What we know of this life on Earth is best summarized by biological taxonomies devised over the last three centuries. Until recently systematists divided all life on Earth into five kingdoms, but following the work of Carl Woese, Norman Pace, and others on evolutionary relationships as established by gene sequencing, most microbiologists (if not most zoologists) now divide life on Earth into three kingdoms, or "domains:" archaea, bacteria, and eukaryotes, the latter incorporating the animals, plants, and fungi of the previous "five kingdoms" system.24 The evolutionary diagram of biology's three kingdoms, shown in Figure 25, is sometimes called "the universal tree of life."
figure 25
Figure 25

In our present context, it is well to remember that it may be no such thing; it is more prudently called "the terrestrial tree of life."

Our understanding of the terrestrial tree of life, and the very existence of three kingdoms, took centuries of observations to develop. Even Aristotle could catalog the incredible variety of life visible to the naked eye, the macroscopic life now classified as the eukaryote kingdom. In a parallel to Galileo opening a new world for astronomy with the telescope in 1610, the English scientist Robert Hooke and the Dutch scientist Antoni van Leeuwenhoek opened biology's second kingdom, the microscopic world of bacteria, some fifty-sixty years later.25 But only in the late twentieth century has life been discovered in extreme environments, revealing an entire new kingdom of life. The so-called "extremophiles" were first found in hot springs in the 1970s, and are now known to exist at temperatures exceeding the boiling point of water (thermophiles), at pressures of more than a thousand atmospheres (barophiles), and at conditions of extreme saltiness (halophiles) and acidity (acidophiles). One hardy microbe reported in the journal Science a few weeks ago exists in the depths of an abandoned copper mine at a pH near zero, some of the most acidic waters on Earth. These are the archaea, and because of their primitive and hardy nature, many biologists believe they are related to the origin of life.26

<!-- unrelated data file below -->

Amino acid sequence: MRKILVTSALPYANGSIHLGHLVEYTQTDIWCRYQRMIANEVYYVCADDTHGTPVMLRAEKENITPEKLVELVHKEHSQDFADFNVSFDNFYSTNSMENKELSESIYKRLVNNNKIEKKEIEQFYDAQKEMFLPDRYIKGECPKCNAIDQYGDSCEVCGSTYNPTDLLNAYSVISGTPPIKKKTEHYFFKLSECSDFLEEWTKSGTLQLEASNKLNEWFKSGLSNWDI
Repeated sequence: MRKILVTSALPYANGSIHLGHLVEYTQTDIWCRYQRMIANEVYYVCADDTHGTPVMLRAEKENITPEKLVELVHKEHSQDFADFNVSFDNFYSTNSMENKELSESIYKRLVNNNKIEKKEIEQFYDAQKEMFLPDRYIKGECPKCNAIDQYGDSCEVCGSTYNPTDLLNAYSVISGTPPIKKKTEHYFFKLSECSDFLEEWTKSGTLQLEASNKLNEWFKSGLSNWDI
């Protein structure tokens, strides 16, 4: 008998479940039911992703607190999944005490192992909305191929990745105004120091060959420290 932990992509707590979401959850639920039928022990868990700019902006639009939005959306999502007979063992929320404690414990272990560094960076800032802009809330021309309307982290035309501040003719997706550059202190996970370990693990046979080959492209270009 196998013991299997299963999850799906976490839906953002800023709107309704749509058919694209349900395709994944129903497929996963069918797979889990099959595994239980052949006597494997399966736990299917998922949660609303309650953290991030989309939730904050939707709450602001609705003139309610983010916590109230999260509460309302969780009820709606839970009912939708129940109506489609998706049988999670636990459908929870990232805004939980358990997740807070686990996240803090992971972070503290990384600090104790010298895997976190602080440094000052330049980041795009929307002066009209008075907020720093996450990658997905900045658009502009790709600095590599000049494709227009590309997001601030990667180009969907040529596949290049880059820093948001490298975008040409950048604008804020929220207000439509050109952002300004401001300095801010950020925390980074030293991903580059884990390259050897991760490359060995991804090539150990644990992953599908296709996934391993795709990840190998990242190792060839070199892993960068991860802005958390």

While there is great diversity in terrestrial biology's three kingdoms, it is very unlikely that the content of the biological universe is similar to life on Earth, for the extension of Darwinian natural selection to other planets dictates that any life will depend on its environment. This brings us to the third problem of the biological universe (after its extent and content): its evolution. Whether or not microbial life evolves to more complex life, including intelligence, immediately raises a variety of deep philosophical problems, including the role of chance and necessity in the evolution of life. This problem, already present in the origin of life, is immensely magnified in the realm of complex and intelligent life. We simply do not know what is contingent and what is necessary in the evolution of life, what are the "universals" are what are the "parochials." The lessons of life on Earth in this connection, particularly in the form of the Burgess shale and the Cambrian explosion of life, are ambiguous: Stephen Jay Gould's Wonderful Life: The Burgess Shale and the Nature of History and Simon Conway Morris's The Crucible of Creation: The Burgess Shale and the Rise of Animals draw very different conclusions about macroevolution and the role of contingency. Many evolutionary biologists, such as George Gaylord Simpson and Ernst Mayr, seeing the great complexity of life and its evolution on the way to human intelligence, are very skeptical about the existence of intelligence in the universe.27 Many astronomers, seeing the vast universe and imbued with the Copernican principle, are less skeptical.